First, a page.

And let’s be honest, we would all rather see a planning application for a wood that another oil refinery!

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What we aim to deliver

Hardwood logs are the type of firewood we supply. Predominantly beech with a small percentage of ash, sycamore and oak is what you will find in your load. All our firewood has been sourced from FSC woodlands and will have been felled for more than 12 months.

The logs we supply are not from freshly felled trees. All the firewood we sell is originally delivered to us in three metre lengths and vary in diameter from 100mm to 600mm (that's 4” to 24”).

At the point of delivery, the wood is graded into two heaps. One with timbers that have a diameter of less than 200mm (8”), and one which has greater. The larger timbers are then split down the three metre length into halves or more and then restocked outside with a sheet over them.

This allows us to reduce the drying time dramatically and get the wood through our processor easily.

If you'd like to know more, please send us a message using the contact form below.

We offer free delivery to customers within
15 miles of Chicklade, Wiltshire, by road.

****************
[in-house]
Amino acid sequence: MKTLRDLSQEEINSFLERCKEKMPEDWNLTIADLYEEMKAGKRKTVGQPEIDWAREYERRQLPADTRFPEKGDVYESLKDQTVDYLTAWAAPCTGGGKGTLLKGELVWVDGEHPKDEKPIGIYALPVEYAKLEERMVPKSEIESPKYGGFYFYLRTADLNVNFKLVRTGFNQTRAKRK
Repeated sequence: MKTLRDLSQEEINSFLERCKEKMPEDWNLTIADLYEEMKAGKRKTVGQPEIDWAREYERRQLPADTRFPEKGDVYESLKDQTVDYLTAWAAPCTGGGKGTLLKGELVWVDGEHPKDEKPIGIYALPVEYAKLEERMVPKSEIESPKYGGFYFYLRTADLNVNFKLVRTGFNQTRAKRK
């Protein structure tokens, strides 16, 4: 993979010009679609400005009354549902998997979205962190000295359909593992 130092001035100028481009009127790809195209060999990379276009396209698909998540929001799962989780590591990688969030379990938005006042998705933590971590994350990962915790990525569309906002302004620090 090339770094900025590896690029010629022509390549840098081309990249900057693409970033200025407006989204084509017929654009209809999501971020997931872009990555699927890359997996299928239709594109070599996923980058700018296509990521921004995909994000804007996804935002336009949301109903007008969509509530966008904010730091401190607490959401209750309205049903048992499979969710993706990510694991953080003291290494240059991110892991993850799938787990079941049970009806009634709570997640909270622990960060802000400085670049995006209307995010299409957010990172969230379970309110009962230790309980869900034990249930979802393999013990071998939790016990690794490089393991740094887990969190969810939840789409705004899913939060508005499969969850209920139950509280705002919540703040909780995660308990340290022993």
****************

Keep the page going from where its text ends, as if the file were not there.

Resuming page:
Deliveries outside of the area marked below may incur an additional delivery charge.

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For the technical mind

The heat locked up in a fuel is expressed as its ‘calorific value’. Now, a laboratory will tell you the calorific value of wood is around 8,600 Btu’s /t. They would have used a bomb calorimeter to burn a sample of wood completely whilst measuring the amount of heat produced.

This is all very academic and bears little relation to what occurs when you throw a log on the fire. However, the results nevertheless are interesting in that there is a very close correspondence between the calorific value of all types of wood fibre, as stated in the ’Burning dry wood’ section.

In other words, whether you are burning beech or balsa wood, they match each other very closely in terms of calorific value.

What does change is the density. So although different species of wood produce similar calorific values when seasoned, their bulk quantities will vary drastically. For example, to obtain a similar heat output from spruce as beech, you will need an extra 50% of storage by volume.

This is the main reason we stick to hardwood as our fuel supply. The volumes and storage space required by you, the customer, are lower, which in turn results in fewer deliveries and less handling by us and you.

If you'd like to know more, please send us a message using the contact form below.

A sequence of photos illustrating our method of firewood production.